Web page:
Black Collar Workers



at the gates reissueEarache head-honcho Digby Pearson recently penned a column on his “straight talk” blog Ask Earache about why labels put out so many re-issues. If you’re at all familiar with Earache you know full well that they’ve been completely re-issue crazy over the past several years, putting out what seems like a dozen re-issues each of albums by At the Gates, Godflesh, Carcass, etc, so an explanation from the man behind the curtain himself is quite telling:

The truth is that re-issues offer labels a quick and relatively risk-free boost to their income. They do pretty good business, and we don’t really know why- maybe its because the casual fan always wants great value before they spend their hard earned money, which is fair enough. In our experience, the diehard fan buys it for the music, the casual fan waits for a 2xCD great value package to appear. Over the course of an album’s release cycle, we try to cater to both.

Candor! Of course there are some other added benefits that you might not have thought of:

Actually there are 2 distinct types of re-issues on Earache, and the motivation to do them is different in each case. 1) Numerous old ‘classic’ bands from Earache’s early period have reformed recently – Sleep, Brutal Truth, Godflesh, Carcass, At The Gates etc – mostly they have reactivated themselves as headliners to take advantage of the lucrative modern-day touring circuit which rewards bands now much more than when the bands split up.Consequently their back catalog deserves an audio spring clean and EQ boost to suit the tastes of the modern metal audiences for whom every extreme metal band nowadays must boast a crushingly loud production to be taken seriously and 2) upcoming bands – say Evile, Municipal Waste- who simply need a boost of sales to give their career a shot in the arm.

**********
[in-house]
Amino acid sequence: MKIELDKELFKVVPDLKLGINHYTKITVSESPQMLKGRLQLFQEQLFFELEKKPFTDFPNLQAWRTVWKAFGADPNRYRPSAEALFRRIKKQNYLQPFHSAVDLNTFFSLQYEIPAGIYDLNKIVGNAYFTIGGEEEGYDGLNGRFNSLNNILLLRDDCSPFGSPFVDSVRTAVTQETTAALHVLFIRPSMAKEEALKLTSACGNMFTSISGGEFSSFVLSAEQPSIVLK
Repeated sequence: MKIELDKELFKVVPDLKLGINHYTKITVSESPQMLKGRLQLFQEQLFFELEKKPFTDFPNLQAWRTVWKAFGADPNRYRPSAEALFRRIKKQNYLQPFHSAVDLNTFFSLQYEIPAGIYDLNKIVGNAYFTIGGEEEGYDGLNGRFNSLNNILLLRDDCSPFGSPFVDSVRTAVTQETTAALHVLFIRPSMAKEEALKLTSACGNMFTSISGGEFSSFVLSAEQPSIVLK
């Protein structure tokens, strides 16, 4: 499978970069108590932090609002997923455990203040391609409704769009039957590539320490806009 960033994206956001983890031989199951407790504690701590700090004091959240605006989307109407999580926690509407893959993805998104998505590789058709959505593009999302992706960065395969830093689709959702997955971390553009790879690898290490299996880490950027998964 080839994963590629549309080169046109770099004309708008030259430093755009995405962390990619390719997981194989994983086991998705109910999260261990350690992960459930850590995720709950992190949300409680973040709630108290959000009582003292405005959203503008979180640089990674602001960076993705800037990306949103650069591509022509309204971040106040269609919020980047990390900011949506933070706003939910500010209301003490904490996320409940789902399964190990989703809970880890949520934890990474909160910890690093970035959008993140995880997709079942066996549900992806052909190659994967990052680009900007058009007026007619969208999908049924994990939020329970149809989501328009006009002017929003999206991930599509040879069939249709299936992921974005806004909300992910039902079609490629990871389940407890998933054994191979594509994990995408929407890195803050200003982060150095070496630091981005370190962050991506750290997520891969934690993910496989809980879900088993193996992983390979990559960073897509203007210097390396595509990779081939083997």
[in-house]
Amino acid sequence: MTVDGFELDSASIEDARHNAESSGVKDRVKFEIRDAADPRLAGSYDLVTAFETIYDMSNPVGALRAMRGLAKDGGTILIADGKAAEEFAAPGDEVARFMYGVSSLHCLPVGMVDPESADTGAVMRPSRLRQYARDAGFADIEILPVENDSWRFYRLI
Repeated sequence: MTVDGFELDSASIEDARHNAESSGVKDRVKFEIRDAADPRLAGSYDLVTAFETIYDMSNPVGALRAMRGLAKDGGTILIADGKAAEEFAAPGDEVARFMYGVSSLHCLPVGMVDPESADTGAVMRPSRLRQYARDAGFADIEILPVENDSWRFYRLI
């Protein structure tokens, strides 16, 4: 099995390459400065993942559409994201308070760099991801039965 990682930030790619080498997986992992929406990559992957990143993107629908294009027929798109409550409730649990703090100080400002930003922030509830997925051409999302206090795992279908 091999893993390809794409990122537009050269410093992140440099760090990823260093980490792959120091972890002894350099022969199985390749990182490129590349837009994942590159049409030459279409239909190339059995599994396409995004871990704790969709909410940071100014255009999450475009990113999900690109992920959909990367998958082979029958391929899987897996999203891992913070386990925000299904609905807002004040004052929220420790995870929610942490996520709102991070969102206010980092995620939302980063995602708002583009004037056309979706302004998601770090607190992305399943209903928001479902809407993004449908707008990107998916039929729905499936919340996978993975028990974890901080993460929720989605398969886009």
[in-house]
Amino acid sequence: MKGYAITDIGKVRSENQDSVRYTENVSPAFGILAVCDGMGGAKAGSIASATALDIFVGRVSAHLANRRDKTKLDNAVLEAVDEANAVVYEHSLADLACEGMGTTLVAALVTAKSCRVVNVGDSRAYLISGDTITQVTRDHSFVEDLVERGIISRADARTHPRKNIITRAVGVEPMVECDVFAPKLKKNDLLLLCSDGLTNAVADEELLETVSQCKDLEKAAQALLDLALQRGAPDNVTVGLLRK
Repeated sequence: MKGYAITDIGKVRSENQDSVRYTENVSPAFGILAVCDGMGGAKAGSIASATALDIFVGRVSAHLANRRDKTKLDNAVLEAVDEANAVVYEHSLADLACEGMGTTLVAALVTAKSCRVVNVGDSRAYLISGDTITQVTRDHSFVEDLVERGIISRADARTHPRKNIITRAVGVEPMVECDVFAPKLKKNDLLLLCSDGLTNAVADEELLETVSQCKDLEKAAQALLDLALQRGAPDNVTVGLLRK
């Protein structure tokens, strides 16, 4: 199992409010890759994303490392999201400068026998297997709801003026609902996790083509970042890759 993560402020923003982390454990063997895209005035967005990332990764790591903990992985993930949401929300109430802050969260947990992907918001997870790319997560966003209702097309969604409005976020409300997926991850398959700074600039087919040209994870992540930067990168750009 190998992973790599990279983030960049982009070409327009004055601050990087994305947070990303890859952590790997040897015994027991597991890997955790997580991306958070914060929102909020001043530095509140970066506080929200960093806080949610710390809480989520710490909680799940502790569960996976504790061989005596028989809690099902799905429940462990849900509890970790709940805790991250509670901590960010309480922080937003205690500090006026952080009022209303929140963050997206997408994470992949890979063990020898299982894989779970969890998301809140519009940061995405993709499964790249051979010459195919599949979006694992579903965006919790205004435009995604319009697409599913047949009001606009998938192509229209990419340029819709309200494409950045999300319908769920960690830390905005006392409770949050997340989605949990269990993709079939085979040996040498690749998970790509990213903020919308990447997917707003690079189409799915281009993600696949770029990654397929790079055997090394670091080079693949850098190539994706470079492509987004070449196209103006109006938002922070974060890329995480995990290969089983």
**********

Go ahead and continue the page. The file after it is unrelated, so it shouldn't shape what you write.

In the case of newer bands, most of the music business still ranks and rates bands on the number of CDs sold via ye olde recorde shoppes, known in the USA as Soundscan. A cleverly-timed re-issue (say round a highly visible tour supporting a major act) can give a newbie band a much needed spike in Soundscan numbers. The aim is to persuade fans to make a purchase, this will make agents, promotors and festival organisers take notice of a new act.

So there you go. If you’re one of the grumpy gusses who always complain about the multitude of deluxe or re-mastered re-issues, like me, then stop buying them. There’s clearly a market for them. And hey, if Earache can pad their bank account with 10,000 unit sales without the recording and marketing costs associated with a new release, that’s more money they can put into developing new bands. Which is great, as long as they aren’t re-thrash.


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